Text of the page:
Sam Binkley is Associate Professor of Sociology at Emerson College. His research focuses on the formation of subjectivity in the context of contemporary social life. Employing theoretical tools derived from the works of Michel Foucault, Norbert Elias, Pierre Bourdieu and others, he has investigated formations of selfhood in a variety of sites, from the counterculture lifestyle movements of the 1960s and 70s, to Cuban socialism, to contemporary anti-consumerist movements. He has also published theoretical studies on such themes as reflexive subjectivity, consumerism, temporality, governmentality, habitus and neo-liberalism. His recent book, Getting Loose: Lifestyle Consumption in the 1970s (Duke University Press, 2007) examines the role of lifestyle print culture in the shaping of personal identity. He is co-editor (with Jorge Capetillo) of A Foucault for the 21st Century (Cambridge Scholars Publishing, 2009), and his articles have appeared in the Journal of Consumer Culture, Rethinking Marxism, Cultural Studies, Foucault Studies, Cultural Studies-Critical Methodologies, Time & Society, The European Journal of Cultural Studies and the Journal for Cultural Research. In addition to serving as co-editor of the journal, Foucault Studies, he is currently working on a new book project on happiness, life coaching and positive psychology, as a case of neo-liberal governmentality.
Shifra Diamond (Director of Programs and Communications) directed the Foucault Society’s 2011-12 Colloquium Series. She is a Ph.D. candidate in Human Sciences, an interdisciplinary program in language, culture and society at George Washington University. Her dissertation explores the conceptual development of exemplarity and intelligibility in the work of Judith Butler, Jacques Derrida and Michel Foucault. She has presented papers at the American Comparative Literature Association, Cultural Studies Association, and the National Women’s Studies Association, and has taught courses in queer studies, women’s studies, and feminist and poststructuralist theory at New School University and Long Island University, Brooklyn. She has also served on conference planning committees for the New York Metro American Studies Association (NYMASA) and the Association for Feminist Ethics and Social Theory (FEAST). In 2008-2009, she co-directed the Foucault Society’s Seminar Series on The Birth of Biopolitics, which was funded by a mini-grant from the New York Council for the Humanities.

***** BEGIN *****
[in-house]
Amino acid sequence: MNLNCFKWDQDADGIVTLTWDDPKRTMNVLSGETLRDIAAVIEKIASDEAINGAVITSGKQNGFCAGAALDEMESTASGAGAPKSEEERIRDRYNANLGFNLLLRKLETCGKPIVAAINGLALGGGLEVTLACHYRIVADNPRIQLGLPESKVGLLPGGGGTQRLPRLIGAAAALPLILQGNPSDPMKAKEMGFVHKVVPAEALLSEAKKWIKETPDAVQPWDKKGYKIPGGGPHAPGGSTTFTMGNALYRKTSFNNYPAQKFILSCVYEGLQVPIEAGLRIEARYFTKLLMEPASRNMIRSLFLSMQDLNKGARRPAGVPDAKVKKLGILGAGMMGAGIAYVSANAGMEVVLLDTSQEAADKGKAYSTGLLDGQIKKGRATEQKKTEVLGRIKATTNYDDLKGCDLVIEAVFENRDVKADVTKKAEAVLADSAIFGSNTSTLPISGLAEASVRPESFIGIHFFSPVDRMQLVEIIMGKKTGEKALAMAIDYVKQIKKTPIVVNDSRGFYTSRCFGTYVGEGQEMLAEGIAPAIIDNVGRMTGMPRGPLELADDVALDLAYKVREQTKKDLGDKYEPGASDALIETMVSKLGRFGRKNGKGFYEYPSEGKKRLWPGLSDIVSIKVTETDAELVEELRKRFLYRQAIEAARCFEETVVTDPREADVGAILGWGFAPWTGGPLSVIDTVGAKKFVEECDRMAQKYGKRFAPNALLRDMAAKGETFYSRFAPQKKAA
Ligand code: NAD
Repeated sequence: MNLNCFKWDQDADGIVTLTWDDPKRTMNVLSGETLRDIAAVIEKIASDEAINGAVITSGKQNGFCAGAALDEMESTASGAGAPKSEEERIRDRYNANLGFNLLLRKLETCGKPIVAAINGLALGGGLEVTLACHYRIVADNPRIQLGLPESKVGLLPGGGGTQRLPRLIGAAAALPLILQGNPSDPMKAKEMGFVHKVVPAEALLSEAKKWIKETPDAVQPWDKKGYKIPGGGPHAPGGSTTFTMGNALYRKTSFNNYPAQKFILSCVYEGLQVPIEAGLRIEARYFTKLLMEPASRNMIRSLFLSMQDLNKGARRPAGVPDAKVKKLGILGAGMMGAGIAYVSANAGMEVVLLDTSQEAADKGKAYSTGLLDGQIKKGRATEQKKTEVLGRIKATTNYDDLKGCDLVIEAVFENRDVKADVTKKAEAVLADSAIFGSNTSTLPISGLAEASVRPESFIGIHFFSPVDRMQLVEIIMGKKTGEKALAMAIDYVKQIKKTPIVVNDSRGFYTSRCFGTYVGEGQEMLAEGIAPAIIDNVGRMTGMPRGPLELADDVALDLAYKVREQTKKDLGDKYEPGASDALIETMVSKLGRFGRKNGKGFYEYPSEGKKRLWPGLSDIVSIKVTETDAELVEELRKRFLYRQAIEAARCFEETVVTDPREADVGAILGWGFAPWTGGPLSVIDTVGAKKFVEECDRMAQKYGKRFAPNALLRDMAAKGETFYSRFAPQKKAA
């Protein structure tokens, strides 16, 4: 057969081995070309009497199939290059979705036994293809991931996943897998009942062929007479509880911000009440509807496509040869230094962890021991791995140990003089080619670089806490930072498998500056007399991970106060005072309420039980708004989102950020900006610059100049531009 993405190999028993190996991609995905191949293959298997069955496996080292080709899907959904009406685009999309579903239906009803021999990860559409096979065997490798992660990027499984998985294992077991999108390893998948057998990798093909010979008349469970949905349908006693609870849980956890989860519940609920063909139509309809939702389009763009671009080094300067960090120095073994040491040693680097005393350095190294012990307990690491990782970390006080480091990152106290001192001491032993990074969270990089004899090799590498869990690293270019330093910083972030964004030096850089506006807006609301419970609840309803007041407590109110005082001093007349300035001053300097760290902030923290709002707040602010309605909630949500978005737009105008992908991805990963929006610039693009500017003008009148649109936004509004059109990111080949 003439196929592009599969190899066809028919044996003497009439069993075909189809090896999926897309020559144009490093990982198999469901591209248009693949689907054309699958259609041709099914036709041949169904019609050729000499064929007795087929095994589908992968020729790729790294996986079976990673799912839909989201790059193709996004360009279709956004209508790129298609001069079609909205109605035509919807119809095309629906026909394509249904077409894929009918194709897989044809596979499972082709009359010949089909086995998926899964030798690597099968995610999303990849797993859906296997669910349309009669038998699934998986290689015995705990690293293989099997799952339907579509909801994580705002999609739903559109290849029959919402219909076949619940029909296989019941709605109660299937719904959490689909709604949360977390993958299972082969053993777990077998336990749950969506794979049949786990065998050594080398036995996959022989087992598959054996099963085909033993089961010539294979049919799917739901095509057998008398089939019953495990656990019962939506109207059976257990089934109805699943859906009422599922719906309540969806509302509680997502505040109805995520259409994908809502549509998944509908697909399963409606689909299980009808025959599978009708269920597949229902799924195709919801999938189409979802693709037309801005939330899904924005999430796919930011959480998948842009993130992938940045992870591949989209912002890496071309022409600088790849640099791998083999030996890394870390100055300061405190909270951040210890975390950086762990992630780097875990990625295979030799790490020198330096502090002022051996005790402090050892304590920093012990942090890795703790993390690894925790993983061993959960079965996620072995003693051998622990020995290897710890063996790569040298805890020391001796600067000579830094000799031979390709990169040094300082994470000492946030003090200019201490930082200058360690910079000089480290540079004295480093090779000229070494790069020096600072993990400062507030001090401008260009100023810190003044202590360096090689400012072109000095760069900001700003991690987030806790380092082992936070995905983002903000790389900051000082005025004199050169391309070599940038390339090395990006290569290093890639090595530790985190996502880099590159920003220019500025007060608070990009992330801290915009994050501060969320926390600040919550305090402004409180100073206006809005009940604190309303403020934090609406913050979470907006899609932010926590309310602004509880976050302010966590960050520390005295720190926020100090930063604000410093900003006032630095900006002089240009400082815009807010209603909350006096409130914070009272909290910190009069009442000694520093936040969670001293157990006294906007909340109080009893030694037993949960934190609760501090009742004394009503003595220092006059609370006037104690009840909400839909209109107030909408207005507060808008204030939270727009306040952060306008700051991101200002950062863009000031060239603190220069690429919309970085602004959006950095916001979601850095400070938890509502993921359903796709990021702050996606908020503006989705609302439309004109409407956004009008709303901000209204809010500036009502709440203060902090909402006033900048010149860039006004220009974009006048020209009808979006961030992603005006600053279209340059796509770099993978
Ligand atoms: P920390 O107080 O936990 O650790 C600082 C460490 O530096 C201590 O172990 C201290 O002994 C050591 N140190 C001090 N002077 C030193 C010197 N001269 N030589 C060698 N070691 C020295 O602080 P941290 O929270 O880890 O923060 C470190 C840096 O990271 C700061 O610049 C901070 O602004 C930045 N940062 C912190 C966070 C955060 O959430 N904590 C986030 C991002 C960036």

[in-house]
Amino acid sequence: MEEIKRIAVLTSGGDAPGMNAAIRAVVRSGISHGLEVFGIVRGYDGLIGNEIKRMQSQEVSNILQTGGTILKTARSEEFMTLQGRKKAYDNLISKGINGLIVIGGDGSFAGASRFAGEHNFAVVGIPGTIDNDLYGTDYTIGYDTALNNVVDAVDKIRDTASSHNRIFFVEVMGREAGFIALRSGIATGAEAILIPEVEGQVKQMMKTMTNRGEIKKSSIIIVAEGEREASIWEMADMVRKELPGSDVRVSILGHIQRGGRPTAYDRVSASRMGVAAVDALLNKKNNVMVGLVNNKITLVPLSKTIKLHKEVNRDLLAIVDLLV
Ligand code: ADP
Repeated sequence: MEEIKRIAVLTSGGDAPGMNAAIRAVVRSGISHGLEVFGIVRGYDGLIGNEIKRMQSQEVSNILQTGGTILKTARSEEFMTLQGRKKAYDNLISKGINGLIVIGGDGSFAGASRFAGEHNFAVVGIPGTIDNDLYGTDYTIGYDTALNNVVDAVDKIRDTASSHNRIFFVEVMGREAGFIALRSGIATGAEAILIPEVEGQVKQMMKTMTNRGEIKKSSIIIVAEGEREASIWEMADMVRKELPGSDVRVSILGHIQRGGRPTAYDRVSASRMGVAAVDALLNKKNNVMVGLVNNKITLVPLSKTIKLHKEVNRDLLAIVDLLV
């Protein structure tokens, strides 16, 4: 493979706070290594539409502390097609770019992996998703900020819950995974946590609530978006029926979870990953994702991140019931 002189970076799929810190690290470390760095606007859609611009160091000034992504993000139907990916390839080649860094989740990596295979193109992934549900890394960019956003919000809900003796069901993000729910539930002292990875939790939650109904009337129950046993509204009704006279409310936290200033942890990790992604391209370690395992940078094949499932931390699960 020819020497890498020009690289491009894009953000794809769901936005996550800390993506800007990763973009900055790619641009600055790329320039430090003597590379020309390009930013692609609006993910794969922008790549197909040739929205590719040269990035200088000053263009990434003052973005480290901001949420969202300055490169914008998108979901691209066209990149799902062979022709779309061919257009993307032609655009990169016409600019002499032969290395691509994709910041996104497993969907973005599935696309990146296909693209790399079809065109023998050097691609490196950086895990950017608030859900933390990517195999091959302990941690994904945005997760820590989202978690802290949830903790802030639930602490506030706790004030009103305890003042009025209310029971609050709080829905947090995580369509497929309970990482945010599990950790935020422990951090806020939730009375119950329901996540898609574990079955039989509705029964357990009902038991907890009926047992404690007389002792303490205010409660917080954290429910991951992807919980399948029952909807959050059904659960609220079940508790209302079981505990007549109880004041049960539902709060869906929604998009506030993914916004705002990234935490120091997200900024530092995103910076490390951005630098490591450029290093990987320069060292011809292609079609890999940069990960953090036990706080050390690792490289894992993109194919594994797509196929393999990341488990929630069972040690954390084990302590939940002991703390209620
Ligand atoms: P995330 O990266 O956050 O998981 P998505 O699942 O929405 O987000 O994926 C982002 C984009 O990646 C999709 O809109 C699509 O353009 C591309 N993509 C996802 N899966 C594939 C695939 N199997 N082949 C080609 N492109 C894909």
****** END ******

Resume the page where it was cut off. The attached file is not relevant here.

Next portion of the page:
Mike Jolley (Treasurer) is a Ph.D. candidate in Sociology at the CUNY Graduate Center and has taught sociology and children’s studies at Hunter College, Queens College, College of Staten Island, and Brooklyn College; he has also been a CUNY Writing Fellow at Bronx Community College and Baruch College as part of CUNY’s Writing Across the Curriculum initiative. Over the last 10 years he has worked in mental health, and has planned and managed several youth education and employment programs in Central Harlem. He also has experience in nonprofit grant writing and contract negotiation and has worked as a consultant providing personnel training in the areas of program design and management. He has published in Foucault Studies and in Understanding Emerging Epidemics: Social Political Approaches (Emerald Press, 2010). His research interests include biopolitics, urban space and changing ideas about youth deviance. In 2008-2009, he co-directed the Foucault Society’s Seminar Series on The Birth of Biopolitics.
Kevin S. Jobe is a Ph.D. candidate in Philosophy at Stony Brook University. He is the author of The Epistemology of Pathology: Essays on Mental Health from Plato to Foucault (VDM-Verlag 2009). His research interests lie at the intersection of political philosophy and the philosophy of race. Kevin has directed the Foucault Society’s reading groups on Society Must Be Defended (Fall 2012) and The Courage of Truth (Spring 2012).